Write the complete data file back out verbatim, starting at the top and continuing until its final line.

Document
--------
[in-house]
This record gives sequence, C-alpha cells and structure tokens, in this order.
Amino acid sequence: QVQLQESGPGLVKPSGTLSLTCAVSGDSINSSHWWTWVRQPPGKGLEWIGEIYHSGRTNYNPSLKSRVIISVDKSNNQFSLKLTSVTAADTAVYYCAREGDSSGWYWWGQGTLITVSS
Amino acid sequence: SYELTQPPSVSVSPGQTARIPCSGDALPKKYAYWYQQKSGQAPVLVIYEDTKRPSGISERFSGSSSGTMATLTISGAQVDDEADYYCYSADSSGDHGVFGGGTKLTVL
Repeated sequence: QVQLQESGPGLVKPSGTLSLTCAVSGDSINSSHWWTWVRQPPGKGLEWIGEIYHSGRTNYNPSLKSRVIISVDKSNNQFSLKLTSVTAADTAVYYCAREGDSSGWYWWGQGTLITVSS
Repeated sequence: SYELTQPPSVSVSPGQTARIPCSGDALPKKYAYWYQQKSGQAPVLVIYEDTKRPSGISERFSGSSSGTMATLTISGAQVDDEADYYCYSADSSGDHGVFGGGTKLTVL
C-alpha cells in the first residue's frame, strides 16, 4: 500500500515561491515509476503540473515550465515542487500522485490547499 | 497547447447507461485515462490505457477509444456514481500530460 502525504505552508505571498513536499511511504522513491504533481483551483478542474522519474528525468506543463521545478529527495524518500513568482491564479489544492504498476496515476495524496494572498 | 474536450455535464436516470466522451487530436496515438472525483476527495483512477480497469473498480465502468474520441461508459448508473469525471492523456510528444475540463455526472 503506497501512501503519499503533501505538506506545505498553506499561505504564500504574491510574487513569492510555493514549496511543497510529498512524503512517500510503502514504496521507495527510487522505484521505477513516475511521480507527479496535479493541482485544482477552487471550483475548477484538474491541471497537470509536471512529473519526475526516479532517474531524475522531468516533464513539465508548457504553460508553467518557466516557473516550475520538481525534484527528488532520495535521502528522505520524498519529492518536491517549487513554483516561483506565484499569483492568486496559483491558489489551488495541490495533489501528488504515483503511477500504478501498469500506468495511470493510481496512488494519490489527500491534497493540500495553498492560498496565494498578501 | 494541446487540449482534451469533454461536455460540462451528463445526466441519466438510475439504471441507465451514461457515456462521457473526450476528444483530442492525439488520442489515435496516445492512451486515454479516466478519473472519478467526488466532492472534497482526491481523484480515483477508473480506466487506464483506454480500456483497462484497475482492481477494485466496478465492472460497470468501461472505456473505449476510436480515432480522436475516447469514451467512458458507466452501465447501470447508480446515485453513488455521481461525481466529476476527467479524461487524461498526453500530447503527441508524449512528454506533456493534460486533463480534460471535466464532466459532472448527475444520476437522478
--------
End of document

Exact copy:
[in-house]
This record gives sequence, C-alpha cells and structure tokens, in this order.
Amino acid sequence: QVQLQESGPGLVKPSGTLSLTCAVSGDSINSSHWWTWVRQPPGKGLEWIGEIYHSGRTNYNPSLKSRVIISVDKSNNQFSLKLTSVTAADTAVYYCAREGDSSGWYWWGQGTLITVSS
Amino acid sequence: SYELTQPPSVSVSPGQTARIPCSGDALPKKYAYWYQQKSGQAPVLVIYEDTKRPSGISERFSGSSSGTMATLTISGAQVDDEADYYCYSADSSGDHGVFGGGTKLTVL
Repeated sequence: QVQLQESGPGLVKPSGTLSLTCAVSGDSINSSHWWTWVRQPPGKGLEWIGEIYHSGRTNYNPSLKSRVIISVDKSNNQFSLKLTSVTAADTAVYYCAREGDSSGWYWWGQGTLITVSS
Repeated sequence: SYELTQPPSVSVSPGQTARIPCSGDALPKKYAYWYQQKSGQAPVLVIYEDTKRPSGISERFSGSSSGTMATLTISGAQVDDEADYYCYSADSSGDHGVFGGGTKLTVL
C-alpha cells in the first residue's frame, strides 16, 4: 500500500515561491515509476503540473515550465515542487500522485490547499 | 497547447447507461485515462490505457477509444456514481500530460 502525504505552508505571498513536499511511504522513491504533481483551483478542474522519474528525468506543463521545478529527495524518500513568482491564479489544492504498476496515476495524496494572498 | 474536450455535464436516470466522451487530436496515438472525483476527495483512477480497469473498480465502468474520441461508459448508473469525471492523456510528444475540463455526472 503506497501512501503519499503533501505538506506545505498553506499561505504564500504574491510574487513569492510555493514549496511543497510529498512524503512517500510503502514504496521507495527510487522505484521505477513516475511521480507527479496535479493541482485544482477552487471550483475548477484538474491541471497537470509536471512529473519526475526516479532517474531524475522531468516533464513539465508548457504553460508553467518557466516557473516550475520538481525534484527528488532520495535521502528522505520524498519529492518536491517549487513554483516561483506565484499569483492568486496559483491558489489551488495541490495533489501528488504515483503511477500504478501498469500506468495511470493510481496512488494519490489527500491534497493540500495553498492560498496565494498578501 | 494541446487540449482534451469533454461536455460540462451528463445526466441519466438510475439504471441507465451514461457515456462521457473526450476528444483530442492525439488520442489515435496516445492512451486515454479516466478519473472519478467526488466532492472534497482526491481523484480515483477508473480506466487506464483506454480500456483497462484497475482492481477494485466496478465492472460497470468501461472505456473505449476510436480515432480522436475516447469514451467512458458507466452501465447501470447508480446515485453513488455521481461525481466529476476527467479524461487524461498526453500530447503527441508524449512528454506533456493534460486533463480534460471535466464532466459532472448527475444520476437522478